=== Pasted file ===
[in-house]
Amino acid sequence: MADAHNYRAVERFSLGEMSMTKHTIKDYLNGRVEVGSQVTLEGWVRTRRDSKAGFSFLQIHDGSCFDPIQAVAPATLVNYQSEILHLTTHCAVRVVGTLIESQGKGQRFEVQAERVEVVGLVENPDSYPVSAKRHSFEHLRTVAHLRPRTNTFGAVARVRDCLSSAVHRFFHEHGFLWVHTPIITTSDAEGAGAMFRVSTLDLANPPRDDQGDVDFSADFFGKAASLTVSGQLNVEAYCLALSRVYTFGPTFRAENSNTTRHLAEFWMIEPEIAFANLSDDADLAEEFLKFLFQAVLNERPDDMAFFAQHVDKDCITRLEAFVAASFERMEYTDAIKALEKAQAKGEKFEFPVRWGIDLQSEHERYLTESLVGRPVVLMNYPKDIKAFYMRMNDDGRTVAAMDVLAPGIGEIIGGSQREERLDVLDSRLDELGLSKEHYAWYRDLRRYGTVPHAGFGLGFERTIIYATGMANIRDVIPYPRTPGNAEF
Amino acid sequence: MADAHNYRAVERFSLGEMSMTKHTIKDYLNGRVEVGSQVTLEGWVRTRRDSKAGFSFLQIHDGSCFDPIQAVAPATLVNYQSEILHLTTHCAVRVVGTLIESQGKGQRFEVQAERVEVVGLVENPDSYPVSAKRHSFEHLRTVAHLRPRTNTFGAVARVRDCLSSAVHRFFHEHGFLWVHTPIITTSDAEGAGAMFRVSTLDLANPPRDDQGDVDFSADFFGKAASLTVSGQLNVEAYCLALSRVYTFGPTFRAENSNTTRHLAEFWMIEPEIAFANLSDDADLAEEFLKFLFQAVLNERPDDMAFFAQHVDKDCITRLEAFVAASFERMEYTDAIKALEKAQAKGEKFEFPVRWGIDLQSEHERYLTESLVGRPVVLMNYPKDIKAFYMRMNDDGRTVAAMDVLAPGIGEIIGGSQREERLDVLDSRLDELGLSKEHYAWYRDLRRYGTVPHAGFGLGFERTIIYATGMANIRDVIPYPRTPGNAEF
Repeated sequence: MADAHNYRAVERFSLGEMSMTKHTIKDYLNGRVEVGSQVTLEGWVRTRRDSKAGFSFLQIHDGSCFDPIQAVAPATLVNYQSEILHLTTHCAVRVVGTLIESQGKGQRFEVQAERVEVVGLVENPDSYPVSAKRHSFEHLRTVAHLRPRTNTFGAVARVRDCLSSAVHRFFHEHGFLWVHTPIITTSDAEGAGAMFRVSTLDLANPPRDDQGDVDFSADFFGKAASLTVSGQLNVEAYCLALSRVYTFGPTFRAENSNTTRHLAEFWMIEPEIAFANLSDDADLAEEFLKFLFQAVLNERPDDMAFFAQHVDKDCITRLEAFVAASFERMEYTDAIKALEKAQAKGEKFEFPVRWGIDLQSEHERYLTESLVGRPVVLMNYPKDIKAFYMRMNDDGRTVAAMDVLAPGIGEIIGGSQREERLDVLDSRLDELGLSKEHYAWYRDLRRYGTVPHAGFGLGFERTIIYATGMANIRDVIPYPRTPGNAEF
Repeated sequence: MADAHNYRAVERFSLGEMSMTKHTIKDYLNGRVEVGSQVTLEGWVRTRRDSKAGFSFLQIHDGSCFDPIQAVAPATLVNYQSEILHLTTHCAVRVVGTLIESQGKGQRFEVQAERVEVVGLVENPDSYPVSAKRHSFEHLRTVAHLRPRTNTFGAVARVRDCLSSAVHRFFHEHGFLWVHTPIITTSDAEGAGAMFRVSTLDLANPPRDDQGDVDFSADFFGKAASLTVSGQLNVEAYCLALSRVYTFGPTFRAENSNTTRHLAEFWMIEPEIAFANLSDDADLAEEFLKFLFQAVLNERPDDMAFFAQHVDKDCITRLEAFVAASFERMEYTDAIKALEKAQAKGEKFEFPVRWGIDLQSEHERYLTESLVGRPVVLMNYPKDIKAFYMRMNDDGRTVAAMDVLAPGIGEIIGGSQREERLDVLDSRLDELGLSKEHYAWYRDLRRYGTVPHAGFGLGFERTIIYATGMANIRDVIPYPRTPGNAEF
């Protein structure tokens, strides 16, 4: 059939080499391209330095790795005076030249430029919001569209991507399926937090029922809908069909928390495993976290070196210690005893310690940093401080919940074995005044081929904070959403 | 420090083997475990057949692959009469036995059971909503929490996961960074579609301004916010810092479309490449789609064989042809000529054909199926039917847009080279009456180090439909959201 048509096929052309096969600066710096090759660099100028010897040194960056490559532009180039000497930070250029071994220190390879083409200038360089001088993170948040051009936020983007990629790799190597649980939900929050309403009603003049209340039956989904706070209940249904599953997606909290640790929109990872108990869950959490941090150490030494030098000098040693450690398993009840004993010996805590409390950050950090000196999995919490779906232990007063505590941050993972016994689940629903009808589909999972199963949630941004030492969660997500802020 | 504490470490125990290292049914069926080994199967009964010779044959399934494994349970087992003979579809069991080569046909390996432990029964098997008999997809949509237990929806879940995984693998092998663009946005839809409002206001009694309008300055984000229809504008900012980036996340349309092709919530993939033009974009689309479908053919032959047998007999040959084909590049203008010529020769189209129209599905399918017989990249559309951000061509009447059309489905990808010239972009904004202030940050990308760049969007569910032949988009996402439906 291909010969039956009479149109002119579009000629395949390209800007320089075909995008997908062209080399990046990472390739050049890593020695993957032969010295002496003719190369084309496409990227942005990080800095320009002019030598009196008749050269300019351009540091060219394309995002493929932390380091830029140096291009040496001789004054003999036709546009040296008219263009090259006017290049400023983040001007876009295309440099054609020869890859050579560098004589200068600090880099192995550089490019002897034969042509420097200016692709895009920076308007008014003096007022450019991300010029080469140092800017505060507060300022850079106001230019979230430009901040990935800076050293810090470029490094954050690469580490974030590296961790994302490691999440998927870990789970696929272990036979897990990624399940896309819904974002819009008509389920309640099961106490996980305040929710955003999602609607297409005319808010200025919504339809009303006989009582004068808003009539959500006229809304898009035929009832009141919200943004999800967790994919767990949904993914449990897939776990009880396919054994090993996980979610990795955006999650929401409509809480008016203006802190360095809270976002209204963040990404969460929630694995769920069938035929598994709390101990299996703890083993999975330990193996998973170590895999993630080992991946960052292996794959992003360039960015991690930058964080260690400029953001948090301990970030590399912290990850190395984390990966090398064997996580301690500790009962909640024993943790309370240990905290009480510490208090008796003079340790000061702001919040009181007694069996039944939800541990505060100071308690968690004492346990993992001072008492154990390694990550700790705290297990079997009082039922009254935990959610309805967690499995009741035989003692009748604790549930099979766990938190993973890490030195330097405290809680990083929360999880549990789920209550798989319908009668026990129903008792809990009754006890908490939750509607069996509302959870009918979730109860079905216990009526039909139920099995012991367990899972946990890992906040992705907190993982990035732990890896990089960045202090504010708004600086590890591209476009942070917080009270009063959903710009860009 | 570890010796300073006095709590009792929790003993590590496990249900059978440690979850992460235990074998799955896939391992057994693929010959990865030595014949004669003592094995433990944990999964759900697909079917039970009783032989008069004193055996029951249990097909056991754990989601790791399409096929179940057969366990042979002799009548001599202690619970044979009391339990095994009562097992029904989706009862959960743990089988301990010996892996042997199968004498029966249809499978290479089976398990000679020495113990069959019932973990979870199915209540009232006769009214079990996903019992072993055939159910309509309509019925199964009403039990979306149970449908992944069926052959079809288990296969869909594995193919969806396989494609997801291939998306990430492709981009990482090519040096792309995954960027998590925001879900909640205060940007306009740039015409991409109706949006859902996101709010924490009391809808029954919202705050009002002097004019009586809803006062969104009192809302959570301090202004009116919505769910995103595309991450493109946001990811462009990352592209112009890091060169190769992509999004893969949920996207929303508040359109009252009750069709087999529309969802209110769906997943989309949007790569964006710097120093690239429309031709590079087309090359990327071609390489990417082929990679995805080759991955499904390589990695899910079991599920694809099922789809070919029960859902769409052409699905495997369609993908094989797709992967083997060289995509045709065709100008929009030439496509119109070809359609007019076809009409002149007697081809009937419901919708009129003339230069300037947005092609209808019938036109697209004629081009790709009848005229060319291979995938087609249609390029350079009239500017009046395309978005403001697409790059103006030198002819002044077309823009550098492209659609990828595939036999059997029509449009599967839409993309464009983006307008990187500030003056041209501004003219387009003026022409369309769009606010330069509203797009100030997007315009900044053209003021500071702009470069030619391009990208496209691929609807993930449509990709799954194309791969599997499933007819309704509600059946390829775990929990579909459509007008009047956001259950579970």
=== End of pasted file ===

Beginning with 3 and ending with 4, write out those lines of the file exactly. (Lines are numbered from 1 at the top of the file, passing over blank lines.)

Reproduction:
Amino acid sequence: MADAHNYRAVERFSLGEMSMTKHTIKDYLNGRVEVGSQVTLEGWVRTRRDSKAGFSFLQIHDGSCFDPIQAVAPATLVNYQSEILHLTTHCAVRVVGTLIESQGKGQRFEVQAERVEVVGLVENPDSYPVSAKRHSFEHLRTVAHLRPRTNTFGAVARVRDCLSSAVHRFFHEHGFLWVHTPIITTSDAEGAGAMFRVSTLDLANPPRDDQGDVDFSADFFGKAASLTVSGQLNVEAYCLALSRVYTFGPTFRAENSNTTRHLAEFWMIEPEIAFANLSDDADLAEEFLKFLFQAVLNERPDDMAFFAQHVDKDCITRLEAFVAASFERMEYTDAIKALEKAQAKGEKFEFPVRWGIDLQSEHERYLTESLVGRPVVLMNYPKDIKAFYMRMNDDGRTVAAMDVLAPGIGEIIGGSQREERLDVLDSRLDELGLSKEHYAWYRDLRRYGTVPHAGFGLGFERTIIYATGMANIRDVIPYPRTPGNAEF
Repeated sequence: MADAHNYRAVERFSLGEMSMTKHTIKDYLNGRVEVGSQVTLEGWVRTRRDSKAGFSFLQIHDGSCFDPIQAVAPATLVNYQSEILHLTTHCAVRVVGTLIESQGKGQRFEVQAERVEVVGLVENPDSYPVSAKRHSFEHLRTVAHLRPRTNTFGAVARVRDCLSSAVHRFFHEHGFLWVHTPIITTSDAEGAGAMFRVSTLDLANPPRDDQGDVDFSADFFGKAASLTVSGQLNVEAYCLALSRVYTFGPTFRAENSNTTRHLAEFWMIEPEIAFANLSDDADLAEEFLKFLFQAVLNERPDDMAFFAQHVDKDCITRLEAFVAASFERMEYTDAIKALEKAQAKGEKFEFPVRWGIDLQSEHERYLTESLVGRPVVLMNYPKDIKAFYMRMNDDGRTVAAMDVLAPGIGEIIGGSQREERLDVLDSRLDELGLSKEHYAWYRDLRRYGTVPHAGFGLGFERTIIYATGMANIRDVIPYPRTPGNAEF